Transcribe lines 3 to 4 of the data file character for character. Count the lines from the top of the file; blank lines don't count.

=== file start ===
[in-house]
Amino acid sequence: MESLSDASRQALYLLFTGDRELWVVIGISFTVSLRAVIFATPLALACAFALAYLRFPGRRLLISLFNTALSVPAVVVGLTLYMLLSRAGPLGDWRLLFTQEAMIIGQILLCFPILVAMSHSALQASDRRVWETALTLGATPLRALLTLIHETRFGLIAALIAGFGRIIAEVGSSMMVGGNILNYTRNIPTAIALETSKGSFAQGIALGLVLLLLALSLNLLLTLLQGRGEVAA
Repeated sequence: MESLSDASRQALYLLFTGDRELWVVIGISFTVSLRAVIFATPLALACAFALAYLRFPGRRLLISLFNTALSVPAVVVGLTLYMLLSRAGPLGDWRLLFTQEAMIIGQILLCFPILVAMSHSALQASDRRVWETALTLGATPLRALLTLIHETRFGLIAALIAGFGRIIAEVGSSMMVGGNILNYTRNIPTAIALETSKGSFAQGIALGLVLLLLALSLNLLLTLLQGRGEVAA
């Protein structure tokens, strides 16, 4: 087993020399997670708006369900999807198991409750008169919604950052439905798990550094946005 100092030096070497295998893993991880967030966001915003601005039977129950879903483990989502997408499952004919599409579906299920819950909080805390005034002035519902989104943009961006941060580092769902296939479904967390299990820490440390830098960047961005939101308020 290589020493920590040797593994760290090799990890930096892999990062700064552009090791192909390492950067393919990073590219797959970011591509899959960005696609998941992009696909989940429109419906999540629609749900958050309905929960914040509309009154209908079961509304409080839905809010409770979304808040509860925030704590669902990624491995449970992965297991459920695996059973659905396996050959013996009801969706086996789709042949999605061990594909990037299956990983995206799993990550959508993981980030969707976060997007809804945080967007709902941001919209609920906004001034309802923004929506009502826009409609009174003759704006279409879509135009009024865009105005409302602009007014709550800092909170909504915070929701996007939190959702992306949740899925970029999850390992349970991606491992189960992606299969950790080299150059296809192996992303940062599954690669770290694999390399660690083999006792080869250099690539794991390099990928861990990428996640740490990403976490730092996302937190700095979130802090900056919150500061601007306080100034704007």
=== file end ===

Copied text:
Repeated sequence: MESLSDASRQALYLLFTGDRELWVVIGISFTVSLRAVIFATPLALACAFALAYLRFPGRRLLISLFNTALSVPAVVVGLTLYMLLSRAGPLGDWRLLFTQEAMIIGQILLCFPILVAMSHSALQASDRRVWETALTLGATPLRALLTLIHETRFGLIAALIAGFGRIIAEVGSSMMVGGNILNYTRNIPTAIALETSKGSFAQGIALGLVLLLLALSLNLLLTLLQGRGEVAA
């Protein structure tokens, strides 16, 4: 087993020399997670708006369900999807198991409750008169919604950052439905798990550094946005 100092030096070497295998893993991880967030966001915003601005039977129950879903483990989502997408499952004919599409579906299920819950909080805390005034002035519902989104943009961006941060580092769902296939479904967390299990820490440390830098960047961005939101308020 290589020493920590040797593994760290090799990890930096892999990062700064552009090791192909390492950067393919990073590219797959970011591509899959960005696609998941992009696909989940429109419906999540629609749900958050309905929960914040509309009154209908079961509304409080839905809010409770979304808040509860925030704590669902990624491995449970992965297991459920695996059973659905396996050959013996009801969706086996789709042949999605061990594909990037299956990983995206799993990550959508993981980030969707976060997007809804945080967007709902941001919209609920906004001034309802923004929506009502826009409609009174003759704006279409879509135009009024865009105005409302602009007014709550800092909170909504915070929701996007939190959702992306949740899925970029999850390992349970991606491992189960992606299969950790080299150059296809192996992303940062599954690669770290694999390399660690083999006792080869250099690539794991390099990928861990990428996640740490990403976490730092996302937190700095979130802090900056919150500061601007306080100034704007």